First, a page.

Chinese Journal of Theoretical and Applied Mechanics ›› 2020, Vol. 52 ›› Issue (6): 1811-1821.DOI: 10.6052/0459-1879-20-229

• Biomechanics, Engineering and Interdiscipliary Mechanics • Previous Articles     Next Articles


Liu Zhaomiao*,2)(), Xue Hebo*, Yang Gang*, Pang Yan*, Fang Yongchao*, Li Mengqi*, Qi Yipeng*, Shi Yi   

  1. *Faculty of Materials and Manufacturing,Beijing University of Technology, Beijing 100124,China
    Department of Cardiac Surgery,FuWai Hospital,Chinese Academy of Medical Sciences,Beijing 100037,China
  • Received:2020-06-29 Accepted:2020-08-07 Online:2020-11-18 Published:2020-08-06
  • Contact: Liu Zhaomiao


Leaflet thrombosis is a typical secondary valvular disease after aortic valve replacement, and abnormal hemodynamic characteristics are crucial in its development. In this study, the effects of angle between the longitudinal axis of the aortic valve and that of the ascending aorta ($\alpha =0^\circ$, $\alpha =5^\circ$, $\alpha =10^\circ$ and $\alpha =15^\circ$) on the velocity, vorticity and viscous shear stress distribution are investigated using particle image velocimetry (PIV). It is of great significance to understand the hemodynamic mechanism of thrombosis after aortic valve replacement. The results show that the transvalvular flow in the aortic root is centrosymmetric flow when $\alpha =0^\circ$, while it tilts to the side of left coronary artery when $\alpha =5^\circ$, $\alpha =10^\circ$ and $\alpha =15^\circ$. The transvalvular flow tilts with the increasing of tilted angle and impacts on the wall of the ascending aorta, damaging the endothelial cells and causing thrombosis. In addition, the velocity within the aortic sinus increases and the vortex also moves toward the bottom of the aortic sinus with aortic valve tilted, which is unfavorable for the blood flowing from the coronary artery ostium to the myocardium for blood supply. Meanwhile, the high vorticity and high viscous shear stress area of the aortic root also tilts to the side of left coronary artery. And the high vorticity area of the aortic sinus is located at the bottom of the aortic sinus and the high viscous shear stress area is distributed at the wall of the aortic sinus. The vorticity and viscous shear stress are realy high when there is a mismatch between the ascending aorta longitudinal axis and that of the aortic valve, especially $\alpha =10^\circ$ and $\alpha =15^\circ$, providing a favorable environment for thrombosis. The results benefit to contribute theoretical bases and technical reference for the selection of clinical aortic valve replacement surgical parameters and that of the avoidance of secondary valvular disease.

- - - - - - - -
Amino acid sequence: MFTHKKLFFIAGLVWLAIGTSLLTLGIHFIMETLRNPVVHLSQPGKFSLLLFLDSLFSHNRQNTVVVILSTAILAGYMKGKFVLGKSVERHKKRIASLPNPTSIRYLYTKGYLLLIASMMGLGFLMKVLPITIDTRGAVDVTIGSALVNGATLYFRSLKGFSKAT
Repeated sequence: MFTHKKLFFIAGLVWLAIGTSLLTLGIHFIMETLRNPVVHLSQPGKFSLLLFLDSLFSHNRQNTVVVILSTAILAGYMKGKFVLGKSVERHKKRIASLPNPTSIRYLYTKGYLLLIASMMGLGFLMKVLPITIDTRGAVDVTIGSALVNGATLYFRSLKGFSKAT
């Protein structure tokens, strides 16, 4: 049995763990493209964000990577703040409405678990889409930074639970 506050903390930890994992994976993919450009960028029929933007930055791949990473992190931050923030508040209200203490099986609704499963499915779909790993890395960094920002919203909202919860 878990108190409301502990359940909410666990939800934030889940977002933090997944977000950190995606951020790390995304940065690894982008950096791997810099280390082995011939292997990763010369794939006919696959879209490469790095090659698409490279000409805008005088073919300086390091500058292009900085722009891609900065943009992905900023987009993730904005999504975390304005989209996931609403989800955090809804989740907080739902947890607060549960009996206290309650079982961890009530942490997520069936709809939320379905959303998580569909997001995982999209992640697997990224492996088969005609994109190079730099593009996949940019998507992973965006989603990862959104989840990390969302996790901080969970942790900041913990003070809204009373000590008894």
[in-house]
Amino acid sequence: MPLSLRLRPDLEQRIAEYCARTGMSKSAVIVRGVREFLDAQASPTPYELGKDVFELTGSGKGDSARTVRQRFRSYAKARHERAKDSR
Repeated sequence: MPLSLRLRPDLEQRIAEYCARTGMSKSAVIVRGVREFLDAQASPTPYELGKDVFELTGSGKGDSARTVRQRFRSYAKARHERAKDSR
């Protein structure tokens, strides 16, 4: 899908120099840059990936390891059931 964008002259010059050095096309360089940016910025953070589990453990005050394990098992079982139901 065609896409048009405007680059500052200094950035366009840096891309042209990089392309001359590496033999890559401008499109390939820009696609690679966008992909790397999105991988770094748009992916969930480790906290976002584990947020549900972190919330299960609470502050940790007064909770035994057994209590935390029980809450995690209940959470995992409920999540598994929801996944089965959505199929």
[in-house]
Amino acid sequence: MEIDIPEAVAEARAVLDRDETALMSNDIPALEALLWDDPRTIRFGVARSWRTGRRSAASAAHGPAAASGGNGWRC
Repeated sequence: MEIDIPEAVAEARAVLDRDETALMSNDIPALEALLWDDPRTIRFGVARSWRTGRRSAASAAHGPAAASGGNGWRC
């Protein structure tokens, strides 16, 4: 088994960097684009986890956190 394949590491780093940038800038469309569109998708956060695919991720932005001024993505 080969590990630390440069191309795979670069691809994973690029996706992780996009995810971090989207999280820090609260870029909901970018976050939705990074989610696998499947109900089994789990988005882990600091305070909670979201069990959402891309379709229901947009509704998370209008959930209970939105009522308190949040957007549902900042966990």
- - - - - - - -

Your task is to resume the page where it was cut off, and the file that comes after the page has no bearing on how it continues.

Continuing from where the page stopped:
Key words: aortic valve, titled angle, hemodynamics, PIV

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